Learning how to cast on is the first step in learning to knit. In this post, I have put together how 4 cast on methods that are easy to learn, even for new knitters.
There are different types of cast on in knitting. I seem to always find a new cast on to try.
There is no perfect method to cast on, and many of us develop a personal preference. If you’re a new knitter, you can try one of these for an easy method.
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To learn to cast on you’ll need a set of knitting needles and yarn. You can use any weight yarn and needles that match.
For beginning knitters, the chunkier yarn like #4 worsted weight yarn through #6 superbulky are easier to see.
Bamboo needles, like the Clover Takumi below are great for beginners too. The wood helps to keep the stitches on your needle.
You’ll also need to get comfortable with holding the yarn. I position the yarn over my left index finger.
In the picture below, I’m holding a crochet hook. How I hold the yarn in my left hand is the same for continental knitting.
The yarn goes up and over my left index finger, and then down under my middle finger. I weave it back up over my ring finger and then, finally below my pinky finger.
For knitting continental, you’ll hold both the needle and the yarn in your left hand. How I hold the yarn between my fingers is the same whether I crochet or knit. This is why many crocheters find knitting continental the easiest method to learn.
I show you step by step how to hold the yarn, with some variations here.
To cast on, you’ll start with a slip knot on your knitting needle. Your slip knot with either go on the left hand needle, or the right hand needle. It depends on you which cast on method you choose.
The tail end of the yarn does not need to be long for 3 of these cast ons. The long tail cast on does require a long tail of yarn (hence the name!). You will use this length yarn to cast on the desired number of stitches.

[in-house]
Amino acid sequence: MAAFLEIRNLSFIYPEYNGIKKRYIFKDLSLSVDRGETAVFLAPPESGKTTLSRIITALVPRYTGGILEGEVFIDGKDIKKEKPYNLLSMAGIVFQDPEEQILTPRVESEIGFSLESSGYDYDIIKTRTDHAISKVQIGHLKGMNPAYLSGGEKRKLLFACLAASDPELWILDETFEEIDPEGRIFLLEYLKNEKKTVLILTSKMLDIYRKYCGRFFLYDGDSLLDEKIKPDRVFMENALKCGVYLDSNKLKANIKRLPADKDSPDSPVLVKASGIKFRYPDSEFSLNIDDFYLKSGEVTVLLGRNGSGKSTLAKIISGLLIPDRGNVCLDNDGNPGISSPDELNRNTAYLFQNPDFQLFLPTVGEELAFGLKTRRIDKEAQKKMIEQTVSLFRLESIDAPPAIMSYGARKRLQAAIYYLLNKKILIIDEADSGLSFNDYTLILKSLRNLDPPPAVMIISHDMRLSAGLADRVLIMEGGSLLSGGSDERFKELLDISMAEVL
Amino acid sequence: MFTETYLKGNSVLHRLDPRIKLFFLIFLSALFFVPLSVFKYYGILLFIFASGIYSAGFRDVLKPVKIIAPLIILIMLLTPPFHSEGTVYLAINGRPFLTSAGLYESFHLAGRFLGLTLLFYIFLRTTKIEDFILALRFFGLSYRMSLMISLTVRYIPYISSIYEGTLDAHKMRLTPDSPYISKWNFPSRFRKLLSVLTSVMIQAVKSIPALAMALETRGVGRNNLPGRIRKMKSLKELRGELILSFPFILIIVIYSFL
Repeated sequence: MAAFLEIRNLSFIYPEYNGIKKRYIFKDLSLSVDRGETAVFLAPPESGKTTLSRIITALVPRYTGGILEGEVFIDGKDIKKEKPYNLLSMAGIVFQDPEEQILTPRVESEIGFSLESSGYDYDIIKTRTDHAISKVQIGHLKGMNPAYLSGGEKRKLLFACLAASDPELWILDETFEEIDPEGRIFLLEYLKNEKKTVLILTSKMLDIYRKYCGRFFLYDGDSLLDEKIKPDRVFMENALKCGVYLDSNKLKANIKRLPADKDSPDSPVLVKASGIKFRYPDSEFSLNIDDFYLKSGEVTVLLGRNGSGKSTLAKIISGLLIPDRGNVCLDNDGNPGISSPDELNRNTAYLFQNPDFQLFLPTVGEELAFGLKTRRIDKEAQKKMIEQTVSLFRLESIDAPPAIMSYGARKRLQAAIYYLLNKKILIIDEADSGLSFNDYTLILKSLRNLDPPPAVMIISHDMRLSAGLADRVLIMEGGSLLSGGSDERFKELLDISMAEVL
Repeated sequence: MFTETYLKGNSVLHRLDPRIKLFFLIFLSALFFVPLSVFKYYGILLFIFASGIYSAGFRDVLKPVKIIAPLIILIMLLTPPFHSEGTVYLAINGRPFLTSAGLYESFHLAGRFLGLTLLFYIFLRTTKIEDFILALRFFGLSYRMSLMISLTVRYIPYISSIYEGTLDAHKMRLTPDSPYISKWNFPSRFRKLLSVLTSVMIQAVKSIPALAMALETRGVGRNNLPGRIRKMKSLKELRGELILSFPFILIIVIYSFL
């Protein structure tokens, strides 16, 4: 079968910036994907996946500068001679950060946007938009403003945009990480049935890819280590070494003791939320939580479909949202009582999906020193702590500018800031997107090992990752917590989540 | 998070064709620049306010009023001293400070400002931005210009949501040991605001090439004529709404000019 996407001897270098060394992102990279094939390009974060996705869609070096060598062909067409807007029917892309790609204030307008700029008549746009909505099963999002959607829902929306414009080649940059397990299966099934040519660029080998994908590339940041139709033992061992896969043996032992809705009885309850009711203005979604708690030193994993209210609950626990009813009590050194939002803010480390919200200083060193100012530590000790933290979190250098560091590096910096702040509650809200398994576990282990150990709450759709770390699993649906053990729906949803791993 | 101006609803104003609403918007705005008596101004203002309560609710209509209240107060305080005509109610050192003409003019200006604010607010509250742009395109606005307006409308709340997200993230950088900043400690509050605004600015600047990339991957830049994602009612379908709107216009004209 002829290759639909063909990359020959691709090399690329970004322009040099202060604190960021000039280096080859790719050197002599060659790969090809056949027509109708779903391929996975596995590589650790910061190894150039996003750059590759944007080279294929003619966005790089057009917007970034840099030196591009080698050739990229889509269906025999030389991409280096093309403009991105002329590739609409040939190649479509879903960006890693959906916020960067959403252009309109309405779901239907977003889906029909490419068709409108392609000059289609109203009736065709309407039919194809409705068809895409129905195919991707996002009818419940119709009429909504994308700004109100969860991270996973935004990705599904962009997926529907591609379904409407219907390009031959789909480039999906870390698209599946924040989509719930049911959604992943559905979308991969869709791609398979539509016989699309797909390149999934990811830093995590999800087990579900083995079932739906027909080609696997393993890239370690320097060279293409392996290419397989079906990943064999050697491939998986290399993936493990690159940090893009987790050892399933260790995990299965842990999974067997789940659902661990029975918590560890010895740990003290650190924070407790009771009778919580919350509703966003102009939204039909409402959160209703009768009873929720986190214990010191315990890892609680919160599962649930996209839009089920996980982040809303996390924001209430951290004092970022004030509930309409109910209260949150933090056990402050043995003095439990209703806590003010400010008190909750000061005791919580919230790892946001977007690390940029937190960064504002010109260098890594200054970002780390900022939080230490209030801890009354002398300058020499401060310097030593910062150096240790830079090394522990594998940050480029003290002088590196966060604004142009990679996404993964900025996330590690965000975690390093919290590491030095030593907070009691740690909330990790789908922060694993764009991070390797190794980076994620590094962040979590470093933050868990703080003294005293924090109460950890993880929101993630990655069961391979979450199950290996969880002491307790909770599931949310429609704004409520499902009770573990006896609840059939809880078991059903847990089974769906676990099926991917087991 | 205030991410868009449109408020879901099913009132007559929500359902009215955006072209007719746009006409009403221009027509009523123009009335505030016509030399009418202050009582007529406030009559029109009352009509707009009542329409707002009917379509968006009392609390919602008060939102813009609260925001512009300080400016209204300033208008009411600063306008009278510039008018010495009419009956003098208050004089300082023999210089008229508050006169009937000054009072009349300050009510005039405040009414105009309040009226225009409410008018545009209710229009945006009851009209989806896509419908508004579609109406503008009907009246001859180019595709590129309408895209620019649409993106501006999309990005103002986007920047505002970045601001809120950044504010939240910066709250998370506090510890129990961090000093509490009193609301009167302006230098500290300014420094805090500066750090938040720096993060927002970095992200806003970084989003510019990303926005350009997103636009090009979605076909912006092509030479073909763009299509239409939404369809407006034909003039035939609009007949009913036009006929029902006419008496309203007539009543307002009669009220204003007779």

The other cast on methods use the working yarn to cast on, not the tail of the yarn. The working yarn is the yarn that’s attached to the ball of the yarn.
Any of these cast ons are a great method and create a nice firm edge.
Different Cast Ons
We’ll start with a simple slip knot.
For the knitted cast on the slip knot goes on the left needle. For the other 3 cast on methods the slip knot goes on the right needle.
The long tail cast on is one of the more popular ways for many beginning knitters. While it is an easy way to cast on, sometimes calculating how long of tail can be the challenge.
Casting on with a crochet hook is the easiest way to get those stitches on your needle. But, not everyone has the right crochet hook. You can check it out below or in the YouTube Video.
The short tail cast on below is an easy one to learn.
After You Cast On
Whichever cast on method you choose, be sure not to cast on too tightly.
When you cast on the last stitch, you’re ready to knit your first row. These stitches are live stitches. This is where you will insert your needle to knit. So you want a loose loop to be able to fit a needle in.
Once you have the required number of stitches cast on, it’s time to knit your first row!
Find an easy garter stitch knitting project to get started, like a simple knit scrubby. This easy, beginner project only uses knit stitches.
And then move on to a simple scarf knitting pattern, which allows you to get used to row after row of knitting.
Next you can knit stockinette stitch. Stockinette is the regular knit stitch on the right side and purl stitch on the wrong side of the fabric.
There are so many knitting techniques to learn, try not to get overwhelmed! Just learn the basic techniques when you can (or need to) and take it one step at a time.
4 Easy Cast On Methods for Knitting
All these knit cast on techniques include step by step instructions.
If you’re an experienced knitter, I’d love to know your favorite cast on!
If you love learning by video tutorial be sure to check out my YouTube Channel!